Library of Congress

Law Library of Congress

The Library of Congress > Law Library > News & Events > Global Legal Monitor

Sweden: Proposed Reduction in Corporate Tax Rate

(Sept. 24, 2012) The Swedish government has put forward a proposal to reduce the corporate tax rate in 2013 from the current level of 26.3% to 22%, an approximately 15% reduction. It is estimated that the measure would cost the state about SEK16 billion (about US$2.4 billion), SEK8.8 billion of which would be funded by stricter rules to limit the deductions companies often claim for interest payments on internal loans. The new rate is to be included in the government’s forthcoming budget proposal and, if adopted, would apply from January 1, 2013. The European Union average corporate tax rate is reportedly 23.5%. (Sweden Unveils Plan to Slash CorporateTax Rates, THE LOCAL (Sept. 13, 2012).)

According to Minister for Enterprise Annie Lööf, “[w]e want to provide a stimulus for both small and large businesses … .” (<?Id.) An additional reason for the cut, according to the government, is that the current corporate tax rate places Sweden at a competitive disadvantage, because it is higher than both the EU and the Organisation for Economic Cooperation and Development (OECD) average rates. Therefore, the government stated, “[t]he significant reduction of the corporate tax is expected to strengthen the investment climate and growth in Sweden.” (Id.; Joe Dalton, Eurostat Confirms EU Average Corporate Tax Rate Increases for First Time Since 2001, INTERNATIONAL TAX REVIEW (May 29, 2012) [subscription required for access to full text of the article]; Part II. Taxation of Corporate and Capital Income (2012): Table II.1. Corporate Income Tax Rate, OECD website (last visited Sept. 18, 2012); Veronique de Rugy, Corporate Income Tax Rates in the OECD, Mercatus Center website (May 9, 2011).)

Aside from the corporate tax rate cut proposal, the government also proposed a tax break of up to SEK200,000 (about US$30,439) for individual investors in new businesses or for new financing of existing companies. (Sweden Unveils Plan to Slash Corporate Tax Rates, supra; Johan Carlstrom, Sweden to Cut Corporate Taxes to Attract Business, Create Jobs, BLOOMBERG BUSINESSWEEK (Sept. 13, 2012).) The cost of such a deduction is estimated to entail SEK800 million (about US$121.8 million). The measure would take effect on September 1, 2013,at the earliest because it requires prior approval by the European Commission. (Sweden Unveils Plan to Slash Corporate Tax Rates, supra.)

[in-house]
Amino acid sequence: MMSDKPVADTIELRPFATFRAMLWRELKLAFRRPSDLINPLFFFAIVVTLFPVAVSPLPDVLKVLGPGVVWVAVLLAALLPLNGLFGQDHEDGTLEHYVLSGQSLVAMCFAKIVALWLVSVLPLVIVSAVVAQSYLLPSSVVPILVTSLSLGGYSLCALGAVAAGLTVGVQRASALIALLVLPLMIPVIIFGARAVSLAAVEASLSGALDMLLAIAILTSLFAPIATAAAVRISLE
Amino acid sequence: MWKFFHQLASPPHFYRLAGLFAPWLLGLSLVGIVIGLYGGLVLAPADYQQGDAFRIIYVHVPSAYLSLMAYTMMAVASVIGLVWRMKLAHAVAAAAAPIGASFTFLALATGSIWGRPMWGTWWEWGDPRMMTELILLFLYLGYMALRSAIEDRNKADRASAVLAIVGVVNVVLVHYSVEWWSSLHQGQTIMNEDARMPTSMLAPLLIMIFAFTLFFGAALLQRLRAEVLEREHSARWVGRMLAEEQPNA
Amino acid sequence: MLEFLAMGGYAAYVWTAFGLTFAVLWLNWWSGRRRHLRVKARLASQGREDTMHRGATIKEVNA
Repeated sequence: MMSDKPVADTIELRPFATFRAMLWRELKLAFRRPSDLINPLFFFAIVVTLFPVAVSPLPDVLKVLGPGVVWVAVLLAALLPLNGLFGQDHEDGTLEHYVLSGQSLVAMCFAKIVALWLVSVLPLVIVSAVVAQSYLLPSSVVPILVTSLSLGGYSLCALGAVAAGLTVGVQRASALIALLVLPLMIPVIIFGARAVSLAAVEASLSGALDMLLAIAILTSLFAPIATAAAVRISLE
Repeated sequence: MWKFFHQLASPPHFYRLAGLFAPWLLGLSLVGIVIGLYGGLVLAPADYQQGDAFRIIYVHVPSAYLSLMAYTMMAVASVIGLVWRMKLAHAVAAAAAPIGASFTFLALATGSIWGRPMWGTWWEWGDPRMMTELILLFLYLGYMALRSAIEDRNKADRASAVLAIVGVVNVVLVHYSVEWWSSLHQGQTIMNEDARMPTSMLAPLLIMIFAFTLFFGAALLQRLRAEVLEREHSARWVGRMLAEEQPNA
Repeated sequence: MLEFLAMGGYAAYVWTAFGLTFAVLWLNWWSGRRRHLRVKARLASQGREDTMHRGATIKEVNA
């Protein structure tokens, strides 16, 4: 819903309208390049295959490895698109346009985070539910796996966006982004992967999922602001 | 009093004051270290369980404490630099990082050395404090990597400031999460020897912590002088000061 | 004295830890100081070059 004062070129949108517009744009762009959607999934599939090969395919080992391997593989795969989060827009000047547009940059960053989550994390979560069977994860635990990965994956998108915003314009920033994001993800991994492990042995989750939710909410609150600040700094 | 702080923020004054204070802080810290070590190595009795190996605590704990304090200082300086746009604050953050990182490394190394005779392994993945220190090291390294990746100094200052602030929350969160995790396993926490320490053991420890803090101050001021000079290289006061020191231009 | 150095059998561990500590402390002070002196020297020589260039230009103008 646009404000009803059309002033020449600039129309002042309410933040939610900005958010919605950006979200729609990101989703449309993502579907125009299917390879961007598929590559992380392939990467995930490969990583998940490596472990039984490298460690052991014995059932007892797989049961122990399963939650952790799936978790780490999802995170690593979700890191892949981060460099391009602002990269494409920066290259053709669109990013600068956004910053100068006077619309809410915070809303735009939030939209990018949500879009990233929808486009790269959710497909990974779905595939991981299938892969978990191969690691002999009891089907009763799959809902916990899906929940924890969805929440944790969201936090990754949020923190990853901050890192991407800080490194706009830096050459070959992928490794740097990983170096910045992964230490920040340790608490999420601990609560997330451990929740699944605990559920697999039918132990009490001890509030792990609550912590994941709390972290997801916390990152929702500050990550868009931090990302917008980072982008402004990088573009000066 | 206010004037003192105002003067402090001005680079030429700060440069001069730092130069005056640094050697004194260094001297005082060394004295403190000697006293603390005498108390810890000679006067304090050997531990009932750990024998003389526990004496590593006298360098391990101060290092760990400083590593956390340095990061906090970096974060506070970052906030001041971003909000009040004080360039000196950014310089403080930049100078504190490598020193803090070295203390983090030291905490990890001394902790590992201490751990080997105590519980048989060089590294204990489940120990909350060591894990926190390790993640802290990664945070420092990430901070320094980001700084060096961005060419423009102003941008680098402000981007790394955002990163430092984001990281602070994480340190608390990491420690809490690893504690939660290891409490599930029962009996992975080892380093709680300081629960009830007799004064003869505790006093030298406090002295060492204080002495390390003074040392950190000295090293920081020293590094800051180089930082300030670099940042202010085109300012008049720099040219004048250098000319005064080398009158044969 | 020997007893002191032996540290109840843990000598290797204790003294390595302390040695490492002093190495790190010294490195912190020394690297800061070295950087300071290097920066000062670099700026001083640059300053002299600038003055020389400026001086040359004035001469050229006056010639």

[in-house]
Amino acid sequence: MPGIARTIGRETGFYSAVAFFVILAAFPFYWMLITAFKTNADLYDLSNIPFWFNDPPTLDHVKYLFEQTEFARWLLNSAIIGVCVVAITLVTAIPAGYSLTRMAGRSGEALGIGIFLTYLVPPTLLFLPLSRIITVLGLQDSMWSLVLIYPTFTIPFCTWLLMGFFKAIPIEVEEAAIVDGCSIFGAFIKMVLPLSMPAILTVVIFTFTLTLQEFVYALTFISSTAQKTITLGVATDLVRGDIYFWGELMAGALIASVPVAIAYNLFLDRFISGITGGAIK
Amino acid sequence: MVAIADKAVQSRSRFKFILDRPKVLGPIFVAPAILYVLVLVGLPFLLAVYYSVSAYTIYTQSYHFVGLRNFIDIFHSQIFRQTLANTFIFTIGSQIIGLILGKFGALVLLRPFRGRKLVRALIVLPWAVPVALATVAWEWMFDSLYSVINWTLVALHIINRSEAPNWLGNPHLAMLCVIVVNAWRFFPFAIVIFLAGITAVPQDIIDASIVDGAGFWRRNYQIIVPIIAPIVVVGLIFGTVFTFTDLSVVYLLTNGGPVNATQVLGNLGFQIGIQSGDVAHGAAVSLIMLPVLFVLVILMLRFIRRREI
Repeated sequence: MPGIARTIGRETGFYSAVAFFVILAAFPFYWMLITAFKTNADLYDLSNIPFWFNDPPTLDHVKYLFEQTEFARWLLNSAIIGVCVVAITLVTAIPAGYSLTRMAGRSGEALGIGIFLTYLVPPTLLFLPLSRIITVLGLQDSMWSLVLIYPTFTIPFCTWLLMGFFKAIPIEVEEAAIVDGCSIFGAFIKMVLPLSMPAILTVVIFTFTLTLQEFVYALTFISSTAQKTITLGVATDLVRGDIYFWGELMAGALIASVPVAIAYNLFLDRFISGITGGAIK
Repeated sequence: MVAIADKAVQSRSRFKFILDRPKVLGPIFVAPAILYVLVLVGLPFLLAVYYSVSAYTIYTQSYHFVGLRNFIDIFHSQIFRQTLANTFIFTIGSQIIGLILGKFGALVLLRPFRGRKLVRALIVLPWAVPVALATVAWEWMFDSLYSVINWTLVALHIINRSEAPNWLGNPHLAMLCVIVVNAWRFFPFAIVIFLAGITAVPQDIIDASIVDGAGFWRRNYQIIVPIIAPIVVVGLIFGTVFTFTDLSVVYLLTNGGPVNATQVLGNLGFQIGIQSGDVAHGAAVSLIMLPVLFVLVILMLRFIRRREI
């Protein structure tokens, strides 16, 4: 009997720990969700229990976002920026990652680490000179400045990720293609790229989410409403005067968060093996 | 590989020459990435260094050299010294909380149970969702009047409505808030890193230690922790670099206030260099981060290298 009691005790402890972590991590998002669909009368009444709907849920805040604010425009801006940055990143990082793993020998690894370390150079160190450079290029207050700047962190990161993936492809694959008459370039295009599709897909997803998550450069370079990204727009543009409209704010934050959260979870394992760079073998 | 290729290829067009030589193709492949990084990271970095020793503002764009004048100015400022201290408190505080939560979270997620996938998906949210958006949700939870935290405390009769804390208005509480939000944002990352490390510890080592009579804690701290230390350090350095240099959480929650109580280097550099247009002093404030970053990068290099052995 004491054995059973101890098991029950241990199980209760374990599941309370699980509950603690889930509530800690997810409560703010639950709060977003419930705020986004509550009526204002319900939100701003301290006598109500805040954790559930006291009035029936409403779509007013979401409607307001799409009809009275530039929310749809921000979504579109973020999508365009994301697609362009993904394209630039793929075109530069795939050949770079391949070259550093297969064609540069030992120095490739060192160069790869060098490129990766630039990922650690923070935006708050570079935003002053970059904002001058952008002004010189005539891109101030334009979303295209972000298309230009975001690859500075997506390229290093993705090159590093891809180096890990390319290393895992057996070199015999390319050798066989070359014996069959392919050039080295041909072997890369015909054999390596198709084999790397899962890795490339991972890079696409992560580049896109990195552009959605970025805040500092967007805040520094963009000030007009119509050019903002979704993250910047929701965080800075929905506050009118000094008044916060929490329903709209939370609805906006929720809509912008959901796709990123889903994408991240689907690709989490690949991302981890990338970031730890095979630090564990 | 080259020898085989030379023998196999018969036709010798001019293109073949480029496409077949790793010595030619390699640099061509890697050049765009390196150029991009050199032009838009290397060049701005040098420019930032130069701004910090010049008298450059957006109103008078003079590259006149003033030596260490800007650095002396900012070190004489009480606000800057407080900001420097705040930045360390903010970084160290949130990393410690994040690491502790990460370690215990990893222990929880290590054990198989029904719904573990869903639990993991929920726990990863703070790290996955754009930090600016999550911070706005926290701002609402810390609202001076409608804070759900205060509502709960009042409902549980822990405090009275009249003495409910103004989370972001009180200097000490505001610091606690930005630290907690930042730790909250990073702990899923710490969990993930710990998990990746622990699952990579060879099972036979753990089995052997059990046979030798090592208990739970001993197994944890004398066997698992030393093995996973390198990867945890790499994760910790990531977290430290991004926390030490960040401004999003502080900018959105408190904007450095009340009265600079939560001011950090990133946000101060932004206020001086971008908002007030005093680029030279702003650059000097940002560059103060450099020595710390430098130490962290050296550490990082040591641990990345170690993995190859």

In the meantime, Finland’s Minister of Finance Jutta Urpilainen stated her opposition to any further reduction of Finland’s corporate tax rate in order to compete with Sweden’s move. The Finnish rate was lowered at the beginning of 2012 from26% to 24.5%. According to Urpilainen, “[t]here are no possibilities for any new significant tax cuts in this situation … . I don’t see that Finland should take part in any aggressive tax competition. I do not believe that there would be any winners in such a competition, but there would be many losers, because tax revenues would disappear.” (Finance Minister Rejects Tax Competition, HELSINGIN SANOMAT (Sept. 18, 2012).) Urpilainen and Finnish Prime Minister Jyrki Katainen pointed out, moreover, that Finland had taken additional business-friendly measures, such as offering incentives for small and medium-sized companies and reducing energy taxes. Some Members of Parliament, however, indicated that they are in favor of adopting a 22% corporate tax rate to keep pace with Sweden. (Id.)